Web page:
The pattern generator(s) may be configured in a number of ways. Many may provide controlled electromagnetic radiation to provide a desired pattern. The electromagnetic radiation may include actinic light, visible or invisible light, UV-radiation, IR-radiation, electron beam radiation, X-ray radiation, laser radiation, or the like. Moreover, while each type of electromagnetic radiation in the electromagnetic spectrum may be discussed generally, the disclosure is not limited to the specific examples provided. Those of skill in the art are aware that variations on the type of electromagnetic radiation and the methods of generating the electromagnetic radiation may be determined based on the needs of the application.
Object 44 is shown here as an example of a design that is made by system 40. The size, shape, or any other feature of object 44 is a function of energy pattern 51 and the motion of object build platform 46. For example, the arbitrary shape shown is produced through movement of support plate 46 downward while pattern generator 50 selectively hardens solidifiable material 41. However, such a shape could also be constructed as a series of layers by moving object build platform 46 a certain distance downward and then exposing solidifiable material 41 to energy supplied by pattern generator 50 for a predetermined time, and then repeating the process until the object is built.
Pattern generator 50 is positioned to supply solidification energy 51 such as electromagnetic radiation to solidifiable material 41 to selectively solidify material 41 in accordance with a generated energy pattern 51. In an example wherein pattern generator 50 is a digital light projector, the generated energy pattern 51 comprises volumetric pixels or “voxels.” Each voxel defines a position in the x, y plane of the exposed surface 55 (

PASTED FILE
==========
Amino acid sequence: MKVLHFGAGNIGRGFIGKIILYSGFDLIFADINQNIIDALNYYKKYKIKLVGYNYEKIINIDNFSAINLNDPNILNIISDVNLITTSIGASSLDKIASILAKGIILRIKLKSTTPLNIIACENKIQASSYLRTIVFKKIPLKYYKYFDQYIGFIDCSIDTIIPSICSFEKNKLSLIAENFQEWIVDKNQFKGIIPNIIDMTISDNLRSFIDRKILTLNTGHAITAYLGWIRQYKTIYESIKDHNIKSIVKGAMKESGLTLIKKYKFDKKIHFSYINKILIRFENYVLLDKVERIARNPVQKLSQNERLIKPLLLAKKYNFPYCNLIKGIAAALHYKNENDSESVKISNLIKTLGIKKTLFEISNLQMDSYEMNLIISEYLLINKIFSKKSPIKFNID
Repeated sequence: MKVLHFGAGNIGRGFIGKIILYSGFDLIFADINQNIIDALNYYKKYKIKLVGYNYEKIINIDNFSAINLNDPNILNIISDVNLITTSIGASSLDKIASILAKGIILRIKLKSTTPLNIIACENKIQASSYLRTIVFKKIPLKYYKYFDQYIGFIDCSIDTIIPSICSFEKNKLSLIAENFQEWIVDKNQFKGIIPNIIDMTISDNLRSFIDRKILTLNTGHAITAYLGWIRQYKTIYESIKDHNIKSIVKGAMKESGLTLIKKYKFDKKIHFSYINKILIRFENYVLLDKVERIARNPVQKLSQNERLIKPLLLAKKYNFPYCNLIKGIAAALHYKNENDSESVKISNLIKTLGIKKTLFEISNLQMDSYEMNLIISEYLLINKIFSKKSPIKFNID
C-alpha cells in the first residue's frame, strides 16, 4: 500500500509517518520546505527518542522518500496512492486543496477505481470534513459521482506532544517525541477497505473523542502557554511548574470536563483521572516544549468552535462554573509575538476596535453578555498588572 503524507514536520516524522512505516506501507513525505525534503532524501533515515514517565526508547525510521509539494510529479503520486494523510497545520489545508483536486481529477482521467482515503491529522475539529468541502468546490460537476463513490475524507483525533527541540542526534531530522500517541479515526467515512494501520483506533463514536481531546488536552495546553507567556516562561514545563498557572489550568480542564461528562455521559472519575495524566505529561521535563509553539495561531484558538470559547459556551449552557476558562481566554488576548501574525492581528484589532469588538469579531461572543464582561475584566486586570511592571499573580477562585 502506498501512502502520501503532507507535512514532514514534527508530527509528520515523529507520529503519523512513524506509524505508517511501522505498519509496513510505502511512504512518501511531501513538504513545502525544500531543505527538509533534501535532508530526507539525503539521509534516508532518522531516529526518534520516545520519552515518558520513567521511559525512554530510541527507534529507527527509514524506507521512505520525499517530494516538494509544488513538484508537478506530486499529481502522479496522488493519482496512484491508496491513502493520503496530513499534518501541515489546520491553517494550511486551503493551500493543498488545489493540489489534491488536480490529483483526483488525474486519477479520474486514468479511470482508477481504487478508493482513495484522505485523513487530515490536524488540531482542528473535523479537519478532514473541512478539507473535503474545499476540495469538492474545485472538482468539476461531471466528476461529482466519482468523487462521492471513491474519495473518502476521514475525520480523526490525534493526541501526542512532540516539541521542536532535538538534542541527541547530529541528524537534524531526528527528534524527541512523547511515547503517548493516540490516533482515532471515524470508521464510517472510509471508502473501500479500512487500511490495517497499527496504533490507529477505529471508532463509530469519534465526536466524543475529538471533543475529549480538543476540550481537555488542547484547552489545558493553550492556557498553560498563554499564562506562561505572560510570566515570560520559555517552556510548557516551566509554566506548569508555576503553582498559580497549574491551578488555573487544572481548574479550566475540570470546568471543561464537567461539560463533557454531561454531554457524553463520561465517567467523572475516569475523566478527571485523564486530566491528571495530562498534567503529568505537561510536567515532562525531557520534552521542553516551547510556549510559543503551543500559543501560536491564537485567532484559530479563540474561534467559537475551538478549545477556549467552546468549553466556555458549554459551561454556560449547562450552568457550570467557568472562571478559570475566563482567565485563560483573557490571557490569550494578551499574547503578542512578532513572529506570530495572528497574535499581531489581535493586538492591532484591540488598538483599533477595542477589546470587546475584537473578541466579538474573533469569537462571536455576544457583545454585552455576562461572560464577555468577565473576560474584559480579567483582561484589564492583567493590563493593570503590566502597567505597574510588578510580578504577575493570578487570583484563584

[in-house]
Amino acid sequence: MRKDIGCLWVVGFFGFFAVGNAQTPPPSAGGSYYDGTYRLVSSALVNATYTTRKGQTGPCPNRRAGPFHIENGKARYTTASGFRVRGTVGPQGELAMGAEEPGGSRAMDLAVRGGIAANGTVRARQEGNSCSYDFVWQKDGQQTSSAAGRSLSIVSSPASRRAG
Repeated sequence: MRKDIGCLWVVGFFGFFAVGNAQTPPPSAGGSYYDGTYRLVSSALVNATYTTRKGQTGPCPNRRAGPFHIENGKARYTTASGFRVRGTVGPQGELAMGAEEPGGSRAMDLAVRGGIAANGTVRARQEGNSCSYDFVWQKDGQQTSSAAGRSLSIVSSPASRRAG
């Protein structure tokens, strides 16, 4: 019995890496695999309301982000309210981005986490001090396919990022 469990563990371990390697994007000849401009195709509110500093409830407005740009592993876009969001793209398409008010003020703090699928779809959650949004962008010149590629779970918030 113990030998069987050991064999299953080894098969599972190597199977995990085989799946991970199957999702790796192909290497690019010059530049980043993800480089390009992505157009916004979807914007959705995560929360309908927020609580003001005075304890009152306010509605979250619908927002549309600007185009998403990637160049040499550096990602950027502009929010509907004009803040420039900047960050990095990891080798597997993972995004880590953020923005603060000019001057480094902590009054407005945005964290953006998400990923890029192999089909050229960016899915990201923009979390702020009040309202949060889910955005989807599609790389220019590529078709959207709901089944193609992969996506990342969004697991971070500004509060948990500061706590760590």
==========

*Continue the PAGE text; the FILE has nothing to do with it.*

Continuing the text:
Control unit 62 supplies image data 48 to pattern generator 50 to drive the pattern generation process. Image data 48 may include voxel data that includes an intensity for each pixel in the x, y plane, slice-data files, or bitmaps that are derived from slice-data files. Typical file types used to generate bitmaps include STL (Stereo Lithography) files or other CAD (Computer Aided Drafting) files commonly translated for rapid prototyping systems into formats such as SLC, CLI slice data files or voxelized data files which may include data formats such as BMP, PNG, etc. However, any data input type may be used and converted internally to create the image data 48 used by the pattern generator 50. Image data 48 corresponds to energy pattern 51 and may be generated by control unit 62, by pattern generator 50, or by an external source or device (e.g., a network or storage device). Image data 48 may also be modified to a format suitable for pattern generator 50 (e.g., modification of a compressed file such as a TIFF file using CCIT type 4 compression into a standard bitmap). In general, image data 48 may be bi-tonal bitmap images, “grayscale” (e.g., pixel data with variable energy intensities and/or exposure times associated with each pixel), color, or color with intensity and/or exposure time information. Other pattern formats may be available for use such as JPEG, DXF, BMP, PNG, SVG, etc., or other vector or pixel-defined image files (which may be based on industry standards or custom file types).
In certain examples, image data 48 comprises voxel data. Voxel data may be considered a collection or set of data that represents volumetric pixels. The voxel data may be organized into a voxelized bitmap pattern that includes a grayscale value for each pixel and/or an exposure time. The voxelized bitmap may be considered an organized collection of individual voxels, each voxel having its own depth that is independent of the other voxels. Although the voxels may be organized into a bitmap, each voxel is generally treated individually and has its own curing depth (which can be determined by the exposure time and/or intensity value assigned to each voxel) to determine each voxel's geometry independent of any other voxel data. The object 44 may be formed using the voxel data where each voxel may be created in the solidifiable material 41 by exposing the exposed surface 54 to obtain a particular depth of cure (typically determined by the grayscale value and/or exposure time) and thereby create the three-dimensional voxel in the solidifiable material 41. Each voxel may be generated individually, in a group or subset (e.g., more than one voxel), or as a whole of the voxel data (e.g., all voxels at once).